A Simple Favor Reviews
As the movie goes on you want it to finish so you can now what´┐ 1/2 1/2 1/2 1/2 1/2 1/2 1/2(TM)s the truth, what´┐ 1/2 1/2 1/2 1/2 1/2 1/2 1/2(TM)s is going to happen. You don┬┤t want to take your eyes out of the screen. It is not the tipicall movie where you know what is going to happen, every take takes a twist and it is very interesting to wath.I have to admit that the end was a little too much drama for me, but despite all the script is really good.
I would recommend this movie to all my friends, I think every person that watch this movie would absolutely love it.
Pos. It's a movie.
Neg. Completely bottoms out and dumps its build up all over the floor. Like a vomiting cat.
Verdict - Just not something I'm watching again.. Sorry Anna.
^Hey, that's me!
Examining the rotten core beneath the surface urbanity of suburbia is something that has attracted filmmakers as diverse as Alfred Hitchcock, David Lynch, Joe Dante, Gus Van Sant, and Frank Oz. More recently, novels such as Gillian Flynn's Gone Girl, have expanded and popularised the suburban noir; the very genre that A Simple Favour's satirical excesses primarily target. However, the film has an undeniable identity crisis due to its genre mash-up characteristics (it's a comic/satirical suburban noir murder mystery thriller). Although director Paul Feig proves adept at handling the parodic side of things, in the latter stages, he tries to ensure the film can exist (relatively) un-ironically within the very genre it's attempting to lampoon. Despite this schizophrenic quality, however, the interplay between the two leads, the heavy stylisation, the playfully self-aware nature of the aesthetic, and the success of the burlesque elements all serve to make the film undeniably entertaining.
A Simple Favour is at its best when working as a parody/satire of suburban-based "mommy murder mysteries". For example, the three main characters are all standard generic templates to the point of cliche; the ingenue who feels honour-bound to do everything she can to find the truth, no matter the cost, ultimately learning as much about herself as anything else; the sardonic, caustic, and utterly shady plot catalyst, who always seems to have an ace up her sleeve and always seems to know more than anyone else; and, the brilliant but frustrated spouse who may, or may not, be in on the crime at the narrative's centre. However, their archetypal characteristics are dialled up to such a degree, that they can't help but seem caricatures.
Opening with a late 1960s Europop-influenced Saul Bass-esque title sequence complete with sliding split-screens and pastel colours, scored to Jean Paul Keller's 1967 "Ca s'est arrange", the film signals its playful tone right from the off. This stylisation is perhaps seen most clearly upon Emily's introduction. As Stephanie shelters from the rain, Emily emerges from a car in slow motion, with the camera starting on her feet before slowly moving up to her head as she raises an umbrella. Cutting to a mid-shot, she then begins to walk across the carpark (still in slow motion), as a broken umbrella blows past her, replacing the tumbleweed of a classic western shootout. The visual design of the scene is predicated on cine-literacy, showing that the filmmakers know how to employ standard genre tropes for comedic effect.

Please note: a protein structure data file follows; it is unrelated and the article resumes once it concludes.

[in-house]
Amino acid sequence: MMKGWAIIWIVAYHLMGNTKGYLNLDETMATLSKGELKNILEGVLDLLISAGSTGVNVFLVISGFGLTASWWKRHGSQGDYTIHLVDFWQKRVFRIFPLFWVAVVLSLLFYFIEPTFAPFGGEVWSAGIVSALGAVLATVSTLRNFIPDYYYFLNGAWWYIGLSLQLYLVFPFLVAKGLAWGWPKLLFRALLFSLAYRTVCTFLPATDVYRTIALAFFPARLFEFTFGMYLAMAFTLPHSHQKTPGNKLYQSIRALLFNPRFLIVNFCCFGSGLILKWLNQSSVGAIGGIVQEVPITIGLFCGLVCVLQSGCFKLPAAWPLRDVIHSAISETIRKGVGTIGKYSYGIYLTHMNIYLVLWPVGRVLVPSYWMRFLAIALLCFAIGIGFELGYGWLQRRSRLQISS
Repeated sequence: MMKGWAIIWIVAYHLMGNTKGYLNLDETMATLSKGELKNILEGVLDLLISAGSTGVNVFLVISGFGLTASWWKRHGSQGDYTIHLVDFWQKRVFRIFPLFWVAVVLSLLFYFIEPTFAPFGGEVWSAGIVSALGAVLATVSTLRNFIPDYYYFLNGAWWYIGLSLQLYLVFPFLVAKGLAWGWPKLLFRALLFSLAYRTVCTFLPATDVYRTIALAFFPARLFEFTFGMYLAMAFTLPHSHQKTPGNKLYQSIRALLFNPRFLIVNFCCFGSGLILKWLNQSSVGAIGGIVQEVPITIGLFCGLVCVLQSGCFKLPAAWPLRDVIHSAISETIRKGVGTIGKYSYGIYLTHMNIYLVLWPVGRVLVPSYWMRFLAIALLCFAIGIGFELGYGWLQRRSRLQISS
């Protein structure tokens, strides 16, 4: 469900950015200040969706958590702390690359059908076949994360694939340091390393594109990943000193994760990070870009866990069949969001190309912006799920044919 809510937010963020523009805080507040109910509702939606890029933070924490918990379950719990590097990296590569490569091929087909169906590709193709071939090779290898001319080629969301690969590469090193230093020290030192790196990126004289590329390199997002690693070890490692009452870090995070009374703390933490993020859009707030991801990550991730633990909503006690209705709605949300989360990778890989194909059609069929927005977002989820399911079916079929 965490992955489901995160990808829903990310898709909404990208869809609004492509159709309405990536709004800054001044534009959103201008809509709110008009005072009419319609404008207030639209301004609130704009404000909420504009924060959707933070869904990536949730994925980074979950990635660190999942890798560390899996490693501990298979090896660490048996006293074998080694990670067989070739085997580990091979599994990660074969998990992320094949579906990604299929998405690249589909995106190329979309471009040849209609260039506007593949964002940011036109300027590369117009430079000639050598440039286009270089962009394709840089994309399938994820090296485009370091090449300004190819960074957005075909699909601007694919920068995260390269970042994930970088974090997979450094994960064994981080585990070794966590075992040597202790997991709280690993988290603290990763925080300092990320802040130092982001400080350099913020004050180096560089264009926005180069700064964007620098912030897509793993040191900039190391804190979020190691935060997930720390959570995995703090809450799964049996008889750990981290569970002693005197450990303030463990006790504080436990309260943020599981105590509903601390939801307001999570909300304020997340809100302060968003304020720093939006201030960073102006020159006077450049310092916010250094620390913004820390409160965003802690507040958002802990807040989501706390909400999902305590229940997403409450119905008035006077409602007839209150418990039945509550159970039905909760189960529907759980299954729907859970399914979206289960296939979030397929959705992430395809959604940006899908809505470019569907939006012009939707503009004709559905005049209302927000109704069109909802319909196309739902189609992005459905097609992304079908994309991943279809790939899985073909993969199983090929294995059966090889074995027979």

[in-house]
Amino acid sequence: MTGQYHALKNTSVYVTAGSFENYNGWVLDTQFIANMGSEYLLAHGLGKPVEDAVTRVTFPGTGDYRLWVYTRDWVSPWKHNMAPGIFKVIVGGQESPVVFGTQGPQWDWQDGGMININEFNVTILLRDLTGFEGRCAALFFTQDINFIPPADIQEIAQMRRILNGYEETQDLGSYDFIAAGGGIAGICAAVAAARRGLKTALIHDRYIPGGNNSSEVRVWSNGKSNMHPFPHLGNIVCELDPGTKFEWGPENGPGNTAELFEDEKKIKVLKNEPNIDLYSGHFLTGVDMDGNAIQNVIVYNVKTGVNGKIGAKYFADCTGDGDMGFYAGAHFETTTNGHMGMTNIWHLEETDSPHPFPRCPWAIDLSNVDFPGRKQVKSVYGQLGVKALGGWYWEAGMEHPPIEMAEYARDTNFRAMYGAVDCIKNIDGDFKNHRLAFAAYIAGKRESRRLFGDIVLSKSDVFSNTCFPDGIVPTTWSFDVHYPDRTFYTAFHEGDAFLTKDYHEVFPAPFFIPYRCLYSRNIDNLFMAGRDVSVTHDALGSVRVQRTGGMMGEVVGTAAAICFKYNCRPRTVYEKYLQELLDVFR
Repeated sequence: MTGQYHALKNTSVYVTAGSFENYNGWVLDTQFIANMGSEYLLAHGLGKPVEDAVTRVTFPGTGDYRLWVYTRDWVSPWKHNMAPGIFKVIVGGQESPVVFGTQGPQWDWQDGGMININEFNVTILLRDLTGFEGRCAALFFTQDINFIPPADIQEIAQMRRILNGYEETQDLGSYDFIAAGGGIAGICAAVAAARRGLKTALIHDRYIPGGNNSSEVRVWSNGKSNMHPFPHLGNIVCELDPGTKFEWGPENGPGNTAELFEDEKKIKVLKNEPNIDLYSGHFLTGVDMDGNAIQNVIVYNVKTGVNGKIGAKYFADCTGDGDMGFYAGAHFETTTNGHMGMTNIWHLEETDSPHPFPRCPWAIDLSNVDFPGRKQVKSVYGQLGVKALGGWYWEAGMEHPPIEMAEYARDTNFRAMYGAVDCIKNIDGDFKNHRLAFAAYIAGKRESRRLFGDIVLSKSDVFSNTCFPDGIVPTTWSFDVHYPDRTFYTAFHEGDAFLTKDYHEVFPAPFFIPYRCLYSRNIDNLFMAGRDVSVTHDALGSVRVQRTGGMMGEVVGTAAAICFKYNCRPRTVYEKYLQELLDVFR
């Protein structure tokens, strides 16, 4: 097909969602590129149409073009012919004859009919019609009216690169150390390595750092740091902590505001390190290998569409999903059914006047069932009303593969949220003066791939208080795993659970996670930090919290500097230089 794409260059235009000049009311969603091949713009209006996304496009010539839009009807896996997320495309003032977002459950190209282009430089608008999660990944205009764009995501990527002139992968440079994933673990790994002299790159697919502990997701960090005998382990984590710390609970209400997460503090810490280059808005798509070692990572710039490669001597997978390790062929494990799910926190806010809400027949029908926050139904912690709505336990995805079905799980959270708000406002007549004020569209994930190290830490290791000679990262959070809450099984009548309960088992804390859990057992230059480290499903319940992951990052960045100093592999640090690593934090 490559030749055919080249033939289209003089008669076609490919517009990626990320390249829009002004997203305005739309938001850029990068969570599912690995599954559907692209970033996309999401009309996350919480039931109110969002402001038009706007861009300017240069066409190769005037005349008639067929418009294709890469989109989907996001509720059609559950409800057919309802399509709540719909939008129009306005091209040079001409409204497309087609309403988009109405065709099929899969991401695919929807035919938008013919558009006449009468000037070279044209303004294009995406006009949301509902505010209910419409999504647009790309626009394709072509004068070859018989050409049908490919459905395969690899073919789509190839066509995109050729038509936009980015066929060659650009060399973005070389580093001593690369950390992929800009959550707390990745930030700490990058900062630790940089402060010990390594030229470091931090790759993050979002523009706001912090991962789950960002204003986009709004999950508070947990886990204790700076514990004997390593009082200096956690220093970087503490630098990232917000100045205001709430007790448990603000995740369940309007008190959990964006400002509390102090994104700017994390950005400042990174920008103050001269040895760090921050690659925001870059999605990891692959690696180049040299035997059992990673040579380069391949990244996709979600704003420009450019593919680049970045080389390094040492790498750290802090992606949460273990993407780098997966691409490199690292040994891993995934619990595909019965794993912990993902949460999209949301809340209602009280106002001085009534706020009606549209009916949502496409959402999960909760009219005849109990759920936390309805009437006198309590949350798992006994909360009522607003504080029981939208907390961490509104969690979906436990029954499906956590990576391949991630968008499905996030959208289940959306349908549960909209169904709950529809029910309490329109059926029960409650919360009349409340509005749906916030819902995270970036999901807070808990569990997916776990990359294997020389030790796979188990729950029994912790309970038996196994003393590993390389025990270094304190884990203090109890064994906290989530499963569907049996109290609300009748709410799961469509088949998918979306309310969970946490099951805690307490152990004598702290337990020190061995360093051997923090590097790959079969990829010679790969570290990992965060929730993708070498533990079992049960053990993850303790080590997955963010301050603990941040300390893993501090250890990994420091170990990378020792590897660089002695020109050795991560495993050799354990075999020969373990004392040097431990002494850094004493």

Another element of this awareness is the use of a fractured narrative structure and unreliable narrators, so beloved of classic noir mysteries. The film gets significant mileage out of scenes where the aural narration doesn't even come close to matching the visuals. An especially funny example of this is when Stephanie tells Emily about kissing her step-brother after their father's funeral, and Emily immediately knows she is lying that she only kissed him. Whilst the narrator (Stephanie) flat-out denies she slept with him, the audience sees them having sex, confirming the narratee's (Emily) suspicions.
If there was one element that didn't work, however, it was the mystery plot. Yes, I get that it's all a satire of the multi-twist-for-twist's-sake suburban murder mystery, however, the satirical underpinning doesn't change the fact that the entire mystery at the film's centre is insipid, uninteresting, and predictable, whilst Feig seems unable to bridge the tone of the frothier comic moments and the darker ones. Feig tries to mix scenes of outright comedy with predominantly serious scenes devoid of laughter, and it doesn't work. For example, the film features a scene in which someone who has just been ploughed by a car and is trying to crawl away is nonchalantly told if they don't stop, they're going to hurt their knees. That's pretty dark, but it's also pretty funny. However, it comes only a short while after a scene in which a drug-addict is held under the water and drowned. If scenes of this nature are supposed to be satiric, and hence feed into the film's engagement with the suburban noir, I couldn't see any evidence of it.
For all that, however, I found A Simple Favour enjoyable. The purely-satirical early scenes earn enough goodwill so that the less successful more plot-heavy later scenes don't completely tear the whole thing down. The film as a whole shines a not unwelcome light on the increasingly self-important suburban noir, and for the most part, the parody is very well judged. When the comedy is forced to retreat in the service of more serious material, the tonal balance is definitely knocked off, as the film comes dangerously close to valorising that which it has set out to mock. Despite this, however, it remains entertaining - it won't change your life, but it's a very rewarding couple of hours.
A Simple Favour is a dark comedy that triumphs on the character study of the three main characters, with each character having their own unique personalities and stories to tell.